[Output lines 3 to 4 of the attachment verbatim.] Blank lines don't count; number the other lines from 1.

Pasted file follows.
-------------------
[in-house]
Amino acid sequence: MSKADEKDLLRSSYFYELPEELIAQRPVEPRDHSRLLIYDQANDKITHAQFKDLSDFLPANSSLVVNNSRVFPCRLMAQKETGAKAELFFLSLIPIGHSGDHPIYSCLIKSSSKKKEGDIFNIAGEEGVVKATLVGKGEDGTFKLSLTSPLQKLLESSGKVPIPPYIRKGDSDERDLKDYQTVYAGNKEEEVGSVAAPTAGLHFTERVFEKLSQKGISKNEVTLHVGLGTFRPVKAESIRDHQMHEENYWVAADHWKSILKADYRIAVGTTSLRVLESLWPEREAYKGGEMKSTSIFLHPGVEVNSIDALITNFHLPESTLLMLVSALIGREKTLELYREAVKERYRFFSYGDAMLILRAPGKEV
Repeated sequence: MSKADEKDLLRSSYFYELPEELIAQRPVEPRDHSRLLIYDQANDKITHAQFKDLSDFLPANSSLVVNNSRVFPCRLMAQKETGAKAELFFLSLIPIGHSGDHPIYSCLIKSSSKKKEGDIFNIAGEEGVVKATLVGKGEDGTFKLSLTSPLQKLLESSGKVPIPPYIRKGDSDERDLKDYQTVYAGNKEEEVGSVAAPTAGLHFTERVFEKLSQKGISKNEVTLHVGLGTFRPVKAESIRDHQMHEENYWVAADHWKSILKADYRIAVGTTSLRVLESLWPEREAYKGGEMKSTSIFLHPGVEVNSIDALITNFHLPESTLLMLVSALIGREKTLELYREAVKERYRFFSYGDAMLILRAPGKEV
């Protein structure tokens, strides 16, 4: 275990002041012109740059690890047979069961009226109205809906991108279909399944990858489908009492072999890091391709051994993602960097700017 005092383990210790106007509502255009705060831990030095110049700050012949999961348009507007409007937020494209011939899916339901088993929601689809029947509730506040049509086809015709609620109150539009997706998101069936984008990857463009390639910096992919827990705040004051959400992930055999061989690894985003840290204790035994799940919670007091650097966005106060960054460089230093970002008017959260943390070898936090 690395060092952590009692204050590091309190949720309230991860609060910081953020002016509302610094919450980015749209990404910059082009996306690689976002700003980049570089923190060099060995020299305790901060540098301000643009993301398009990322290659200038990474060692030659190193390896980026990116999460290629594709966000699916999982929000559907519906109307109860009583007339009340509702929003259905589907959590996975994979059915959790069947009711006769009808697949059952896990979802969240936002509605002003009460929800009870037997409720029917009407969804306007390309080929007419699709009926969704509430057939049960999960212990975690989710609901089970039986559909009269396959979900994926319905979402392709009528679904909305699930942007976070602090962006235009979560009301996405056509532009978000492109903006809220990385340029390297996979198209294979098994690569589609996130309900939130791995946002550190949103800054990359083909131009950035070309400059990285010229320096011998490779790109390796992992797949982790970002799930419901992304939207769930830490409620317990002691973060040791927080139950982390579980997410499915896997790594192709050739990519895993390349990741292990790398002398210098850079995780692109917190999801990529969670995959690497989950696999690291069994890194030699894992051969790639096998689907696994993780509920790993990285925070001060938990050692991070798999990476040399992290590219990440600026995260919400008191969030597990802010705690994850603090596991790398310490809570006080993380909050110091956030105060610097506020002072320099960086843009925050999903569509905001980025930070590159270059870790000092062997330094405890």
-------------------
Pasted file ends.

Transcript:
Repeated sequence: MSKADEKDLLRSSYFYELPEELIAQRPVEPRDHSRLLIYDQANDKITHAQFKDLSDFLPANSSLVVNNSRVFPCRLMAQKETGAKAELFFLSLIPIGHSGDHPIYSCLIKSSSKKKEGDIFNIAGEEGVVKATLVGKGEDGTFKLSLTSPLQKLLESSGKVPIPPYIRKGDSDERDLKDYQTVYAGNKEEEVGSVAAPTAGLHFTERVFEKLSQKGISKNEVTLHVGLGTFRPVKAESIRDHQMHEENYWVAADHWKSILKADYRIAVGTTSLRVLESLWPEREAYKGGEMKSTSIFLHPGVEVNSIDALITNFHLPESTLLMLVSALIGREKTLELYREAVKERYRFFSYGDAMLILRAPGKEV
């Protein structure tokens, strides 16, 4: 275990002041012109740059690890047979069961009226109205809906991108279909399944990858489908009492072999890091391709051994993602960097700017 005092383990210790106007509502255009705060831990030095110049700050012949999961348009507007409007937020494209011939899916339901088993929601689809029947509730506040049509086809015709609620109150539009997706998101069936984008990857463009390639910096992919827990705040004051959400992930055999061989690894985003840290204790035994799940919670007091650097966005106060960054460089230093970002008017959260943390070898936090 690395060092952590009692204050590091309190949720309230991860609060910081953020002016509302610094919450980015749209990404910059082009996306690689976002700003980049570089923190060099060995020299305790901060540098301000643009993301398009990322290659200038990474060692030659190193390896980026990116999460290629594709966000699916999982929000559907519906109307109860009583007339009340509702929003259905589907959590996975994979059915959790069947009711006769009808697949059952896990979802969240936002509605002003009460929800009870037997409720029917009407969804306007390309080929007419699709009926969704509430057939049960999960212990975690989710609901089970039986559909009269396959979900994926319905979402392709009528679904909305699930942007976070602090962006235009979560009301996405056509532009978000492109903006809220990385340029390297996979198209294979098994690569589609996130309900939130791995946002550190949103800054990359083909131009950035070309400059990285010229320096011998490779790109390796992992797949982790970002799930419901992304939207769930830490409620317990002691973060040791927080139950982390579980997410499915896997790594192709050739990519895993390349990741292990790398002398210098850079995780692109917190999801990529969670995959690497989950696999690291069994890194030699894992051969790639096998689907696994993780509920790993990285925070001060938990050692991070798999990476040399992290590219990440600026995260919400008191969030597990802010705690994850603090596991790398310490809570006080993380909050110091956030105060610097506020002072320099960086843009925050999903569509905001980025930070590159270059870790000092062997330094405890």